Army Sergeant First Class and POW killed in Korean War to be buried in California on Veterans Day

Honoring Our Fallen:  CalVet honors members of the U.S. Armed Forces who made the ultimate sacrifice for our great nation. Efforts continue to bring home those who went missing in action, including 72,977 American service members unaccounted for from World War II, 7,716 from the Korean War and 1,602 from the Vietnam War.

Army Sgt. 1st Class Richard Cushman, of Springville, Utah, killed as a prisoner of war during the Korean War, has been accounted for and will be buried Nov. 11 in Cypress, California.

In November 1950, Cushman was assigned to Company A, 72nd Medium tank Battalion, 2nd Infantry Division, on the western side of the Korean Peninsula, when the Division encountered waves of attacks by the Chinese People’s Volunteer Forces (CPVF.)   

The attack caused the Division to withdraw to the village of Kunu-ri.  While in the village, a task force comprised of Cushman’s company and an infantry platoon were ordered to destroy a roadblock and eliminate enemy troops.  The CPVF overwhelmingly attacked the unit and by the end of battle, Cushman could not be accounted for.  He was reported missing in action as of Dec. 5, 1950.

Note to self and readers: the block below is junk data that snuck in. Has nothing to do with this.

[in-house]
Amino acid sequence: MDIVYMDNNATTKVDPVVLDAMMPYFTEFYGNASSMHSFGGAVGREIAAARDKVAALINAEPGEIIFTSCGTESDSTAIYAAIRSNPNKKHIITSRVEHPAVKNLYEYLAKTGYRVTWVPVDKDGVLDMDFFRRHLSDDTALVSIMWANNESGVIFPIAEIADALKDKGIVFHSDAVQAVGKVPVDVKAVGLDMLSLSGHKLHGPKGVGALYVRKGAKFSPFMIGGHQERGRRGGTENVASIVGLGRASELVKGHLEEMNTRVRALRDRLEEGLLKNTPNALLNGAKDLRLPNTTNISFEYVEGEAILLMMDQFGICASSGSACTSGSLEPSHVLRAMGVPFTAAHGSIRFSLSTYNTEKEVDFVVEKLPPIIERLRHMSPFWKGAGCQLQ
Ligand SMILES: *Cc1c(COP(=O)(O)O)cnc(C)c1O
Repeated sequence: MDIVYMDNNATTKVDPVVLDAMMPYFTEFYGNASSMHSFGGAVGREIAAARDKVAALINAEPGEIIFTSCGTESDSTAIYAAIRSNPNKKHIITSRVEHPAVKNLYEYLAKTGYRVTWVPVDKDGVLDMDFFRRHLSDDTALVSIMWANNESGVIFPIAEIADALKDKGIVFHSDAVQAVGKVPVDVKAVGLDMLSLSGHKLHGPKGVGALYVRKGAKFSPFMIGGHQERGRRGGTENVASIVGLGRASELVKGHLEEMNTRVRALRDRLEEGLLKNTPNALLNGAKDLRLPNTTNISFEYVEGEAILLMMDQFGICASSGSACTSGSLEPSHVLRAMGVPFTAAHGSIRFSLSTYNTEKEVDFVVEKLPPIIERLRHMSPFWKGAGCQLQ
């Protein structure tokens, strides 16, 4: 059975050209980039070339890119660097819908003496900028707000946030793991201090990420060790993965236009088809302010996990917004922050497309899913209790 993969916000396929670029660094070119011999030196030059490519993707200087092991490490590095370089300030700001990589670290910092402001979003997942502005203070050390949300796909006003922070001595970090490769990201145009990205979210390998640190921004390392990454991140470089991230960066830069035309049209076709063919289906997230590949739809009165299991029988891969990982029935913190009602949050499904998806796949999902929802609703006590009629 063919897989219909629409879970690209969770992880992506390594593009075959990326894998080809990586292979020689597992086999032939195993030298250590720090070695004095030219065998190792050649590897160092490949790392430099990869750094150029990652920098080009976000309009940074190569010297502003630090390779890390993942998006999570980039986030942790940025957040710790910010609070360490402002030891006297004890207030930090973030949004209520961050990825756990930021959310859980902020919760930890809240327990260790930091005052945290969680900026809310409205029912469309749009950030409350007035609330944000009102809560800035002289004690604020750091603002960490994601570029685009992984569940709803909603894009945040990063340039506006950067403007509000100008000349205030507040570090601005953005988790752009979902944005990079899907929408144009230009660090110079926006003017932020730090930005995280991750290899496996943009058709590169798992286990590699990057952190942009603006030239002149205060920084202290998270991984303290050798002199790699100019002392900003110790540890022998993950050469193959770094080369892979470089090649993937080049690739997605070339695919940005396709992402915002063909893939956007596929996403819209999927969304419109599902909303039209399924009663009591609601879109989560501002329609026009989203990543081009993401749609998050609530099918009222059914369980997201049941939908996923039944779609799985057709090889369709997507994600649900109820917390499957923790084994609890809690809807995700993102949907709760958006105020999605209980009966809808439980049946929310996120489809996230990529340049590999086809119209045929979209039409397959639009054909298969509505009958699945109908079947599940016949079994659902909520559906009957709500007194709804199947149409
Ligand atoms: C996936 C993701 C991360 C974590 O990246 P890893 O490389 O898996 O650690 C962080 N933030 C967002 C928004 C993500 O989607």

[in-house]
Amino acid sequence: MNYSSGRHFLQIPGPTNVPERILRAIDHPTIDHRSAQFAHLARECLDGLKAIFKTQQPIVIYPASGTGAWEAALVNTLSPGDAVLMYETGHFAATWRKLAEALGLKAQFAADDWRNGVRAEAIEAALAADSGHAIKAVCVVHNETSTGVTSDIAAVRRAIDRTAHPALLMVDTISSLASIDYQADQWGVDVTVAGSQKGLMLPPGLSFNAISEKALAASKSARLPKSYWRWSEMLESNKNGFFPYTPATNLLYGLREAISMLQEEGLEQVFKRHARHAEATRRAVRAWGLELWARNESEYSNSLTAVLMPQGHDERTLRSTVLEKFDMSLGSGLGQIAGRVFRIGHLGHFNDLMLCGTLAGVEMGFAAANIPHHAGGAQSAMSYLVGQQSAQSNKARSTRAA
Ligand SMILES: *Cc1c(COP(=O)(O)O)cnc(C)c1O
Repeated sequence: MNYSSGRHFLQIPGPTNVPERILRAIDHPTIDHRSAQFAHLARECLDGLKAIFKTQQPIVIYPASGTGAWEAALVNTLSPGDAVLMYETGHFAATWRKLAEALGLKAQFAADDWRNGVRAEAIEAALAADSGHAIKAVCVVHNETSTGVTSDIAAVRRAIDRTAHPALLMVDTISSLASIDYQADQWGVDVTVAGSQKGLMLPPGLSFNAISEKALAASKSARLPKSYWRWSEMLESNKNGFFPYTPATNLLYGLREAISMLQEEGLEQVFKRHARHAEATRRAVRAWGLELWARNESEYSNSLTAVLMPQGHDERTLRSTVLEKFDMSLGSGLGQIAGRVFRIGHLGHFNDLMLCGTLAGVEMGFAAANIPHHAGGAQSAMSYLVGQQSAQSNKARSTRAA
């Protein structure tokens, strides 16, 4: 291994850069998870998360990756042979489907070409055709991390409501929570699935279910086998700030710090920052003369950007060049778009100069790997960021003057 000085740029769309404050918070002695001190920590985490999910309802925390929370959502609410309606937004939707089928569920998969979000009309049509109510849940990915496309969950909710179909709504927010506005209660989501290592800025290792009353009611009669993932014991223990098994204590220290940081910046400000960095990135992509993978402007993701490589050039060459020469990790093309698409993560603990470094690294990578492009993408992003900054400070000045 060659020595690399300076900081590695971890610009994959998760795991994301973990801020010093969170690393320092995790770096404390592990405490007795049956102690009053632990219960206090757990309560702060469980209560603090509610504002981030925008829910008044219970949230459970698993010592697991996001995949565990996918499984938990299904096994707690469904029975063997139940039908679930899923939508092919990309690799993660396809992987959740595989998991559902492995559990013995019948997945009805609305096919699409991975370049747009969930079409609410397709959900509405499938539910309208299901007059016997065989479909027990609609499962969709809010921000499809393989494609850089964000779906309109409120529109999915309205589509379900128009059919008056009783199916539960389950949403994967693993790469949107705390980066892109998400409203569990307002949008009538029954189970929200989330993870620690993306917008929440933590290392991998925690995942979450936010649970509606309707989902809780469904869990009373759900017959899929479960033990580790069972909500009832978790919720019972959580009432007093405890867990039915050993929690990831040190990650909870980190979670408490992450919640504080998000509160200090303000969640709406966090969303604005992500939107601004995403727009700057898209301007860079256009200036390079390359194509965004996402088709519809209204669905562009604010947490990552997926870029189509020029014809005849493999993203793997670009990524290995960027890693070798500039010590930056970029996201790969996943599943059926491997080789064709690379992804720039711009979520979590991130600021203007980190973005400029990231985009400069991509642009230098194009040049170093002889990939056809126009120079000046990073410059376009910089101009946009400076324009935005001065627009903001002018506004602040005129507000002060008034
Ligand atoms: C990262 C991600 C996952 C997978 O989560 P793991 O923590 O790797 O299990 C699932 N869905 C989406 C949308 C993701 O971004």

Richard Cushman Photo

Army Sgt. 1st Class Richard Cushman was accounted for on April 12, 2017 by the Department of Defense and DPAA.

Following the war, no lists provided by the CPVF or Korean People’s Army (KPA) listed Cushman as a prisoner of war, however two returning American prisoners reported that Cushman had died while being held by the CPVF. Based on this information, the U.S. Army declared him deceased as of March 31, 1951.

In July and August 2002, a joint U.S. and KPA recovery team conducted a Joint Recovery Operation at a site, designated KN-0874, in Ung Bong Village, North Korea.  Based on information provided by Korean witnesses, Mr. Man Hyon Ho, and Mr. Anh Il Chang, the site was excavated and possible human remains were recovered, along with personal effects and material evidence, all of which was sent to the DPAA laboratory for processing.

To identify Cushman’s remains, scientists from DPAA and the Armed Forces Medical Examiner System used mitochondrial DNA (mtDNA) analysis, which matched a cousin and a niece, as well as anthropological analysis and circumstantial evidence, which matched his records.

Today, 7,716 Americans remain unaccounted for from the Korean War. Using advances in technology, identifications continue to be made from remains that were previously turned over by North Korean officials or recovered by American teams.

For additional information on the Defense Department’s mission to account for Americans who went missing while serving our country, visit the DPAA website at, find us on social media at or call (703) 699-1420.

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